Fortunately, cloud users can develop standards to deal with the challenges arising out of data sovereignty.

Control on Cloud Data

Lesson 1: Ensure compliance issues

In today’s world, data is driving business value. However, enterprises, impatient about collecting and using data, must ensure they meet all compliance regulations. To avoid any failure in adhering to regulations, it is important to balance data accessibility with applicable regulations.

Given the prevailing new data sovereignty laws across the globe, the regulations can have far-reaching ramifications on businesses consuming cloud services. Hence, it is vital for enterprises to be aware of compliance limitations and evaluate those properly before undergoing cloud migration.

Lesson 2: Developing data security strategy based on different types of data

Data classification is the key to developing a data security and privacy strategy. Identifying the different types of data that you will shift to the cloud will help determine the risk and exposure indicators. An assessment of the exposure indicators can help enterprises understand if the different types of data shifted to cloud, have restrictions under sovereignty laws.

The key to developing a data security strategy lies in identifying data sovereignty laws and regulations that restrict the storage of data. A data privacy strategy must address all difficulties cropping up owing to data sovereignty regulations, data ownership, and accessibility laws.

Lesson 3: Cognizance of cloud service providers – bridging the gap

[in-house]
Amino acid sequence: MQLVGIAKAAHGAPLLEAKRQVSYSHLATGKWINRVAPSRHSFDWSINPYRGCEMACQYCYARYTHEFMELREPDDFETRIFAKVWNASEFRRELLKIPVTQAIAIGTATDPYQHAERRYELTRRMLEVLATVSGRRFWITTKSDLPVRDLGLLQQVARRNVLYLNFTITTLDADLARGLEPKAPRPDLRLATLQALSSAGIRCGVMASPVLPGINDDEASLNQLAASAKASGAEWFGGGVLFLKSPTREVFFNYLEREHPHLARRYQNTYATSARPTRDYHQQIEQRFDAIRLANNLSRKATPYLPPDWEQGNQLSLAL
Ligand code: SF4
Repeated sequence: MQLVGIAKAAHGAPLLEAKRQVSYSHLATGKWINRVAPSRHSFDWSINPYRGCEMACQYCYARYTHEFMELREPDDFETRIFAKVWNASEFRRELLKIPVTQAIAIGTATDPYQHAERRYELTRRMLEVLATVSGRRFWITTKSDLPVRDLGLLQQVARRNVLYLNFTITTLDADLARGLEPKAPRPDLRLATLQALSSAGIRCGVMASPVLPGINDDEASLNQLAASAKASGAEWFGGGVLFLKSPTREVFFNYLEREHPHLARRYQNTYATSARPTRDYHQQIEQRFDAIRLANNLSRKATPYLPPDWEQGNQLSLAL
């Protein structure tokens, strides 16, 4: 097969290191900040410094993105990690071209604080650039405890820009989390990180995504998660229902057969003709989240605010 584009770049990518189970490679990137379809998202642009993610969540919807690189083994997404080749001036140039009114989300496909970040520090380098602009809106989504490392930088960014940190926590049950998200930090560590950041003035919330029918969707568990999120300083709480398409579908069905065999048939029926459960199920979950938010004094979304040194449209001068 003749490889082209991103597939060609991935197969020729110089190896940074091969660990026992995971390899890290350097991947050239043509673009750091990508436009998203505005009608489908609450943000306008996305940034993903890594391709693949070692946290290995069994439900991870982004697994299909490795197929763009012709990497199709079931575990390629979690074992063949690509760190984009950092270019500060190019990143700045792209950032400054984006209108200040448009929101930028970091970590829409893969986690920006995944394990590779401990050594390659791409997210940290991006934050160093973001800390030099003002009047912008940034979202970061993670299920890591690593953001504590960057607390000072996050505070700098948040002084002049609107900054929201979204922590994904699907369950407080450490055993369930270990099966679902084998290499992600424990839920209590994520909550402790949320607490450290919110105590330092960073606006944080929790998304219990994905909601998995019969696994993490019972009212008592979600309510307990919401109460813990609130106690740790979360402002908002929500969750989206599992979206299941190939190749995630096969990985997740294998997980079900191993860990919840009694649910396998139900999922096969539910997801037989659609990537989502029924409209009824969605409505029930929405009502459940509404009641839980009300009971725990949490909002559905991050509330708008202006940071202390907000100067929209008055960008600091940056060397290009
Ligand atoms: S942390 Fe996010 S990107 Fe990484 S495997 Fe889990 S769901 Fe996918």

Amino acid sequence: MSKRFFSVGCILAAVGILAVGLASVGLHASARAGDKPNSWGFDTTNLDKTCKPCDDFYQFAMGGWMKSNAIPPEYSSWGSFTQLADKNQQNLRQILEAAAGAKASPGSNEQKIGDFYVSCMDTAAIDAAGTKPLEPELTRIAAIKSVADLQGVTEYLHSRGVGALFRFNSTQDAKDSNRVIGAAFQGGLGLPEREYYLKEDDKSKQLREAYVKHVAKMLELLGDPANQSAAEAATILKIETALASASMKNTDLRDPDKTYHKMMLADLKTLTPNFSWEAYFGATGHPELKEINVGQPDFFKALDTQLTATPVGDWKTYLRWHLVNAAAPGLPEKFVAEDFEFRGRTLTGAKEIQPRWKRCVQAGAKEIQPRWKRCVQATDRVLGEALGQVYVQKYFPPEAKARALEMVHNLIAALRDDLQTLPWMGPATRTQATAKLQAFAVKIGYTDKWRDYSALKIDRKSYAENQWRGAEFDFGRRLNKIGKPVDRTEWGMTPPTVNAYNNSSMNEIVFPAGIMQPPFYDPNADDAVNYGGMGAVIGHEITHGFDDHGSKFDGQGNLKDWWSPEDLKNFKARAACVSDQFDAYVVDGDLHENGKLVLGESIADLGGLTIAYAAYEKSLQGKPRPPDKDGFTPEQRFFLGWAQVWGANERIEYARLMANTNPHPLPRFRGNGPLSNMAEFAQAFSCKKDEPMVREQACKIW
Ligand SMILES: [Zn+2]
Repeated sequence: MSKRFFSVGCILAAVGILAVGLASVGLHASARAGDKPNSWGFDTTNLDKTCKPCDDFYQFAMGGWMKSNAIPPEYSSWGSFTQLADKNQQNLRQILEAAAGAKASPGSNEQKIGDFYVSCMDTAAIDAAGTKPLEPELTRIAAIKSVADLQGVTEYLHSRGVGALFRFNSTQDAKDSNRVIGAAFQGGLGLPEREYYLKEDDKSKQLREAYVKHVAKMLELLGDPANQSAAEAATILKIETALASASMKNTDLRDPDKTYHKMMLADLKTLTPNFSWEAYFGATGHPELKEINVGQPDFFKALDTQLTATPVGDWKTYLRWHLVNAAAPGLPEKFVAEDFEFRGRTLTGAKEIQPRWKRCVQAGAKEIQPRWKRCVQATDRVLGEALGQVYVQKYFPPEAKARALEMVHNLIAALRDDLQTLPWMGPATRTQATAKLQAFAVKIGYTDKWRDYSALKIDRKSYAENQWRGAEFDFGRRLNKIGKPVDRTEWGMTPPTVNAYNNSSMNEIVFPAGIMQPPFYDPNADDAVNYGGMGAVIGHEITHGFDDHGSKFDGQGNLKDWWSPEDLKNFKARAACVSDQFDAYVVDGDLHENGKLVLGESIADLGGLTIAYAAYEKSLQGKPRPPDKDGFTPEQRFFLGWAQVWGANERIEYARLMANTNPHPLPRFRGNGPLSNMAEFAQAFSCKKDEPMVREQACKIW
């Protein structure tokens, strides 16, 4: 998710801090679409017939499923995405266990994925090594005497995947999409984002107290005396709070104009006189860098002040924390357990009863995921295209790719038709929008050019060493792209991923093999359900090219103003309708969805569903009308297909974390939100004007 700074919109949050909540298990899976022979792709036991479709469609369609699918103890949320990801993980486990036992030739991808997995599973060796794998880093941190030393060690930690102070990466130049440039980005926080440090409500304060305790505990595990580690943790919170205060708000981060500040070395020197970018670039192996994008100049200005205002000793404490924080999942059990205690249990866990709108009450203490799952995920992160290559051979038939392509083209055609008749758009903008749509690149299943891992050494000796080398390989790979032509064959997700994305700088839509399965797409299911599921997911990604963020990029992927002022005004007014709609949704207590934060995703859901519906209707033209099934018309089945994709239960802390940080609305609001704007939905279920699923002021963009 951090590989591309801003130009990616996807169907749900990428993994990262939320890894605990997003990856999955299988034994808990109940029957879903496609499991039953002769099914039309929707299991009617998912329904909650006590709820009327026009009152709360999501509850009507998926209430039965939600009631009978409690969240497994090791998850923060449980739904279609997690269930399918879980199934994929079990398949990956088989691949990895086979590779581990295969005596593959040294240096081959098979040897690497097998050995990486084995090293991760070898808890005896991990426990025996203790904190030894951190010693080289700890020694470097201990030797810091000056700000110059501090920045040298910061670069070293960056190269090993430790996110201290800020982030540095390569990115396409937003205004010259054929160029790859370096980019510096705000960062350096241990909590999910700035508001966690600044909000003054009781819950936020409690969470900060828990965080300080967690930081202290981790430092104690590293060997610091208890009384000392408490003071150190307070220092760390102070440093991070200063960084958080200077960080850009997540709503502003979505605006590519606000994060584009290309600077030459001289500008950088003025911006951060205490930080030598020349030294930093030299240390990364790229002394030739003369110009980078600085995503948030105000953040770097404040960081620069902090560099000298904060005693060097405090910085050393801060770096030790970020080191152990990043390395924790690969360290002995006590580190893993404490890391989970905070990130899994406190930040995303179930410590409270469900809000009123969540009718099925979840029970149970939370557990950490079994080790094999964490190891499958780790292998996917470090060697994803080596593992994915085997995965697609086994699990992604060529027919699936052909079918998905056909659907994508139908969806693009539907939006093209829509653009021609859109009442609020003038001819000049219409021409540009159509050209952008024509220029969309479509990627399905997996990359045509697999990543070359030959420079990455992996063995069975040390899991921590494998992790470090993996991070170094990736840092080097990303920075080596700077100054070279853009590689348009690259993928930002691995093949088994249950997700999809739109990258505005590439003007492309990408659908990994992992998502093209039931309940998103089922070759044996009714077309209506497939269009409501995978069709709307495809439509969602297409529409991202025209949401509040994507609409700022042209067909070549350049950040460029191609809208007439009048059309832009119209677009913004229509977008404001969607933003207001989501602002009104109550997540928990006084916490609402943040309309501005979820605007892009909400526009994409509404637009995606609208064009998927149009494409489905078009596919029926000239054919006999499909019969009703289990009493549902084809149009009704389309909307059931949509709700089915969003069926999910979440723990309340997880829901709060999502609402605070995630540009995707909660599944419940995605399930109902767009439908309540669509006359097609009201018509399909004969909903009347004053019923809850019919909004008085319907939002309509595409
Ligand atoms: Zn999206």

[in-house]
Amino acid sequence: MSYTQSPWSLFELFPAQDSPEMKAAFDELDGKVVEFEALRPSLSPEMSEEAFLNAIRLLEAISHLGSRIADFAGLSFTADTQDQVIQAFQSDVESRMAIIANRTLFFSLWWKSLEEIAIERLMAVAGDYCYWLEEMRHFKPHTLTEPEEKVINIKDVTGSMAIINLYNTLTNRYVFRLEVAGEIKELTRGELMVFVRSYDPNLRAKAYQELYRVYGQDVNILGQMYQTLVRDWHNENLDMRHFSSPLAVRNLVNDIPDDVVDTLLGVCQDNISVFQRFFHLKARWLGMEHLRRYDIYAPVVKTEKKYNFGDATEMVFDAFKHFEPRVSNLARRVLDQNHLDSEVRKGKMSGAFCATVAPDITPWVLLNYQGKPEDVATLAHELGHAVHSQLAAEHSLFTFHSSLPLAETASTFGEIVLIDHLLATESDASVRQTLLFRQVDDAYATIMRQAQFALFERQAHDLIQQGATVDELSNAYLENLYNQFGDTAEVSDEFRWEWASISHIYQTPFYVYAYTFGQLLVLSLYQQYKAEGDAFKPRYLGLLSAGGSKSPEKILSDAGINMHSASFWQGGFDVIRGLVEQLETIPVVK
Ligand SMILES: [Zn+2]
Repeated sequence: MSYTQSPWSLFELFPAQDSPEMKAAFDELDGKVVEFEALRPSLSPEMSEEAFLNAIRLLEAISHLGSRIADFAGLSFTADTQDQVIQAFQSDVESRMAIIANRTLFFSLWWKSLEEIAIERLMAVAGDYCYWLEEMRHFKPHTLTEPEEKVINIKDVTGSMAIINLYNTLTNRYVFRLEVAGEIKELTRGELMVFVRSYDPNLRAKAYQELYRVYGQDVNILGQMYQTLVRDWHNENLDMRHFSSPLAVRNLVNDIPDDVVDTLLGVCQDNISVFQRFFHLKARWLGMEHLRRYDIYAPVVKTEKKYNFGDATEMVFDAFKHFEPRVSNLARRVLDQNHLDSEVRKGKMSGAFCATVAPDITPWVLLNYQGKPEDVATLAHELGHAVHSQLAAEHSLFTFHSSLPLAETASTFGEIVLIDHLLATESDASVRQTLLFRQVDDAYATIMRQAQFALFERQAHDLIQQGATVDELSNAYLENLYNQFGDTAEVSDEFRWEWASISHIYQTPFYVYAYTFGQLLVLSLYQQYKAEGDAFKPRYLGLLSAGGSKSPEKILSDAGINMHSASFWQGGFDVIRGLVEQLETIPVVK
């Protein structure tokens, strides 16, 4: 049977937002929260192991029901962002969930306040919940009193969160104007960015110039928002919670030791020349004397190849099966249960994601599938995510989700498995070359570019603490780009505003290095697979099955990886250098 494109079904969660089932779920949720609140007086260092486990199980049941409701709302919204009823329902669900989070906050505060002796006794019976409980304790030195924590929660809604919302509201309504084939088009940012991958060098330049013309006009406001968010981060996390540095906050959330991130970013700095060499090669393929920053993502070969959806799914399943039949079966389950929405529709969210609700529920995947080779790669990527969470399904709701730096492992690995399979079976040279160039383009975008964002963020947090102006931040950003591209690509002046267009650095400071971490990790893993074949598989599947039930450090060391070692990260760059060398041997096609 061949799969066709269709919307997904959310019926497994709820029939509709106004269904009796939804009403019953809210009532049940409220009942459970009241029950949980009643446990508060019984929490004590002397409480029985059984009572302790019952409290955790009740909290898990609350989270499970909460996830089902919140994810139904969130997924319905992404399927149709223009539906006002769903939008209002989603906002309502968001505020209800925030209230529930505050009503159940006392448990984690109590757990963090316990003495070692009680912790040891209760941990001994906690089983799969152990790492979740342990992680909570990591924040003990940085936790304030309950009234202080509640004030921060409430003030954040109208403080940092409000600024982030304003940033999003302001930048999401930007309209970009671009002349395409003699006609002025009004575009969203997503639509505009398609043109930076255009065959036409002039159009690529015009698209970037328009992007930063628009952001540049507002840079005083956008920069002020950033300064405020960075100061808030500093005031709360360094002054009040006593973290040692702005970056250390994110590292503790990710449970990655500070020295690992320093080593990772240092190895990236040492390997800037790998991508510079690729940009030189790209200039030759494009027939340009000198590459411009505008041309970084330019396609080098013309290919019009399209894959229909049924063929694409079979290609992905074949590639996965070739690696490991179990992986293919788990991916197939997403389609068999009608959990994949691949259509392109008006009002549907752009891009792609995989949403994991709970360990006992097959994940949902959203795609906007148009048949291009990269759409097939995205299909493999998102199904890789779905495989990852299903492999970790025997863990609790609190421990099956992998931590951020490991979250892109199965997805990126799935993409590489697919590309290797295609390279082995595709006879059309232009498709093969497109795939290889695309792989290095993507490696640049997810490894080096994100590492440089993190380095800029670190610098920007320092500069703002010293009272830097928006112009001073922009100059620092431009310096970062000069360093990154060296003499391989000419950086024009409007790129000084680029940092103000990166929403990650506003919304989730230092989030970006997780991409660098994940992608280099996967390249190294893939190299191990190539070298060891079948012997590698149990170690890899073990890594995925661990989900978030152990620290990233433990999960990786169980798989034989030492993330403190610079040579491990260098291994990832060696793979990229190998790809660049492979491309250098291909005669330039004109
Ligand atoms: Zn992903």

The insatiable demand for adopting cloud services is showing no signs of abating in the near future. However, enterprises must exercise prudence in making cloud investments and avoid complicated issues arising out of data sovereignty regulations. Such cloud investments require an in-depth understanding of how cloud service providers are going to deal with the data of enterprises.

There are a slew of questions that may sound tough. However, it is crucial to know the credibility of cloud service providers. What is the jurisdiction of data centers? How does a data center operator ensure data security? Does the data come through any other geographical jurisdiction to reach the data center? Is there a different data processor than the storage provider? If so, what is the location of the data processor?

These are some of the crucial questions enterprises must ask to understand how the cloud service provider complies with sovereignty regulations. At the end of the day, the data belongs to the business, and hence, the liability equally lies with the enterprises.

Controlling your future – a thoughtful choice

Cloud data seems to be a revolutionary concept for reducing internal IT sprawl. Cloud enables enterprises to free up adequate space for entrepreneurial and innovative opportunities. This new regulatory environment demands forward-thinking from enterprises. Data sovereignty is not about technology – it is an integral part of the management’s vision.

There is no way to avoid data sovereignty, but a smart cloud strategy can surely help avoid data privacy violations. Data responsibility is by far the most important phase of any cloud adoption strategy. Risk-averse enterprises, which overlook data sovereignty regulations while undergoing cloud migration, will end up grappling with myriad issues to gain control of their data.